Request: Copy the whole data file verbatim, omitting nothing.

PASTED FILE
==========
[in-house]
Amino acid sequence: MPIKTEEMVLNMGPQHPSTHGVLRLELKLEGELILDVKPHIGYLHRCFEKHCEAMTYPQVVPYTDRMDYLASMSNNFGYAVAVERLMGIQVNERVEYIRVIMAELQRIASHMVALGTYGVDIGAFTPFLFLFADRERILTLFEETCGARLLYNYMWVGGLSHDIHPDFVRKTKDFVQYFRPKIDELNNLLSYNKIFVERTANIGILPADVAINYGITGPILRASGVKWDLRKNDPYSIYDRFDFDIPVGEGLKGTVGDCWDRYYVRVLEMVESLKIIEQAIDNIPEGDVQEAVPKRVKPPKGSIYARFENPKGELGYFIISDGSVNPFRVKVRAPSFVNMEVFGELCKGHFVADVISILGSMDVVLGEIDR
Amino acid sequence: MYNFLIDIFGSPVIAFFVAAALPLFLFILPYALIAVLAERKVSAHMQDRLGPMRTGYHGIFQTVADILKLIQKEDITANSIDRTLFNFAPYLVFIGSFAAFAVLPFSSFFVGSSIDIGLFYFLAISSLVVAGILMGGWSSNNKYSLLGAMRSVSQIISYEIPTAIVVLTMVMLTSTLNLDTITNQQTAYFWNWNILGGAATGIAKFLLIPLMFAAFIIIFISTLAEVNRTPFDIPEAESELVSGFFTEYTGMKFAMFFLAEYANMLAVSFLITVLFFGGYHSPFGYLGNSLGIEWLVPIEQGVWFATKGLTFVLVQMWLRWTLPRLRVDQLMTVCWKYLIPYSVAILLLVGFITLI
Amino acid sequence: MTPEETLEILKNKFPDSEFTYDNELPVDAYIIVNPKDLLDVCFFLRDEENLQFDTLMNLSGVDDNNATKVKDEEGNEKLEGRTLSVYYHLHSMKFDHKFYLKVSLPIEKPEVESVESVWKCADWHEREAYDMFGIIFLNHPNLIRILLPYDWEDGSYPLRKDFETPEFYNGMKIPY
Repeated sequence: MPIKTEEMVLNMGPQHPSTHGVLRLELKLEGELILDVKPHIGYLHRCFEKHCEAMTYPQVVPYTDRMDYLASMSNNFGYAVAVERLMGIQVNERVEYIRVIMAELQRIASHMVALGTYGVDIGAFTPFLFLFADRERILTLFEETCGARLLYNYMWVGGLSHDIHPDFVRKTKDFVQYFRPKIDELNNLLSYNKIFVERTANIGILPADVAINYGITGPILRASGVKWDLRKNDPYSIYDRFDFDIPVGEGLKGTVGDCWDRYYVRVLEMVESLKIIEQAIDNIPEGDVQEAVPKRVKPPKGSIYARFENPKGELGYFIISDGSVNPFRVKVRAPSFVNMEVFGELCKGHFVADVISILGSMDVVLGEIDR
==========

[in-house]
Amino acid sequence: MPIKTEEMVLNMGPQHPSTHGVLRLELKLEGELILDVKPHIGYLHRCFEKHCEAMTYPQVVPYTDRMDYLASMSNNFGYAVAVERLMGIQVNERVEYIRVIMAELQRIASHMVALGTYGVDIGAFTPFLFLFADRERILTLFEETCGARLLYNYMWVGGLSHDIHPDFVRKTKDFVQYFRPKIDELNNLLSYNKIFVERTANIGILPADVAINYGITGPILRASGVKWDLRKNDPYSIYDRFDFDIPVGEGLKGTVGDCWDRYYVRVLEMVESLKIIEQAIDNIPEGDVQEAVPKRVKPPKGSIYARFENPKGELGYFIISDGSVNPFRVKVRAPSFVNMEVFGELCKGHFVADVISILGSMDVVLGEIDR
Amino acid sequence: MYNFLIDIFGSPVIAFFVAAALPLFLFILPYALIAVLAERKVSAHMQDRLGPMRTGYHGIFQTVADILKLIQKEDITANSIDRTLFNFAPYLVFIGSFAAFAVLPFSSFFVGSSIDIGLFYFLAISSLVVAGILMGGWSSNNKYSLLGAMRSVSQIISYEIPTAIVVLTMVMLTSTLNLDTITNQQTAYFWNWNILGGAATGIAKFLLIPLMFAAFIIIFISTLAEVNRTPFDIPEAESELVSGFFTEYTGMKFAMFFLAEYANMLAVSFLITVLFFGGYHSPFGYLGNSLGIEWLVPIEQGVWFATKGLTFVLVQMWLRWTLPRLRVDQLMTVCWKYLIPYSVAILLLVGFITLI
Amino acid sequence: MTPEETLEILKNKFPDSEFTYDNELPVDAYIIVNPKDLLDVCFFLRDEENLQFDTLMNLSGVDDNNATKVKDEEGNEKLEGRTLSVYYHLHSMKFDHKFYLKVSLPIEKPEVESVESVWKCADWHEREAYDMFGIIFLNHPNLIRILLPYDWEDGSYPLRKDFETPEFYNGMKIPY
Repeated sequence: MPIKTEEMVLNMGPQHPSTHGVLRLELKLEGELILDVKPHIGYLHRCFEKHCEAMTYPQVVPYTDRMDYLASMSNNFGYAVAVERLMGIQVNERVEYIRVIMAELQRIASHMVALGTYGVDIGAFTPFLFLFADRERILTLFEETCGARLLYNYMWVGGLSHDIHPDFVRKTKDFVQYFRPKIDELNNLLSYNKIFVERTANIGILPADVAINYGITGPILRASGVKWDLRKNDPYSIYDRFDFDIPVGEGLKGTVGDCWDRYYVRVLEMVESLKIIEQAIDNIPEGDVQEAVPKRVKPPKGSIYARFENPKGELGYFIISDGSVNPFRVKVRAPSFVNMEVFGELCKGHFVADVISILGSMDVVLGEIDR